The complaint also alleges that American Medical Response of Connecticut, Inc. illegally denied union representation to the employee during an investigatory interview, and maintained and enforced an overly broad blogging and internet posting policy.
According to an NLRB news release, the employee requested and was denied union representation when asked by her supervisor to prepare an investigative report concerning a customer complaint about her work. Later that day from her home computer, the employee posted a negative remark about the supervisor on her personal Facebook page, and posted additional negative remarks after receiving supportive responses from her co-workers.
The company suspended and later terminated the employee saying her postings violated the its internet policies.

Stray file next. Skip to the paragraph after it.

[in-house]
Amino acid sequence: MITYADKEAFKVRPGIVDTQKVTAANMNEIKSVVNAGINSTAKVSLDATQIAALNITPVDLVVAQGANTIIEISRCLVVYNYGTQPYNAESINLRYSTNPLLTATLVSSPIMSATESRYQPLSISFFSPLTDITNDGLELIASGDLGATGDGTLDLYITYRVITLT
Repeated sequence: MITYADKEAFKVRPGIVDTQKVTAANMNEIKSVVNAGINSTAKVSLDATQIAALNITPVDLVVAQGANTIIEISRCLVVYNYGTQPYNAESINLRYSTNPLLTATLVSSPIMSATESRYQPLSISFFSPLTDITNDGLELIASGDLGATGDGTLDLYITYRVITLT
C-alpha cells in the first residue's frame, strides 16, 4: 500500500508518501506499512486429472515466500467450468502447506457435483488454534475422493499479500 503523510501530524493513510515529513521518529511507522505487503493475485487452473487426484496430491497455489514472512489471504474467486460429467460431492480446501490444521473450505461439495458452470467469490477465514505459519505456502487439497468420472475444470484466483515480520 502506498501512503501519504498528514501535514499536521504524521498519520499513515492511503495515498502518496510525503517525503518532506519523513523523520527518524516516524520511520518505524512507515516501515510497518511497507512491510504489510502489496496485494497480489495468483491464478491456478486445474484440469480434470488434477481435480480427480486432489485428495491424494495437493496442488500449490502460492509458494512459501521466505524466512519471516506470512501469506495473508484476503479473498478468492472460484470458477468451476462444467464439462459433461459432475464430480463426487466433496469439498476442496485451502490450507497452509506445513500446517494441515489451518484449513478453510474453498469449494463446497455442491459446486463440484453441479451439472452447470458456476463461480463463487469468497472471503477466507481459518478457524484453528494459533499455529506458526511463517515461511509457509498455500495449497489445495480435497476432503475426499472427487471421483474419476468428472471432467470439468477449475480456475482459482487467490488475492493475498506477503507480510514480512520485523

The announcement said an NLRB investigation found the employee’s Facebook postings constituted protected concerted activity and the company’s blogging and internet posting policy contained unlawful provisions, including one that prohibited employees from making disparaging remarks when discussing the company or supervisors and another that prohibited employees from depicting the company in any way over the internet without company permission. The NLRB concluded such provisions constitute interference with employees in the exercise of their right to engage in protected concerted activity.A hearing on the case is scheduled for January 25, 2011.
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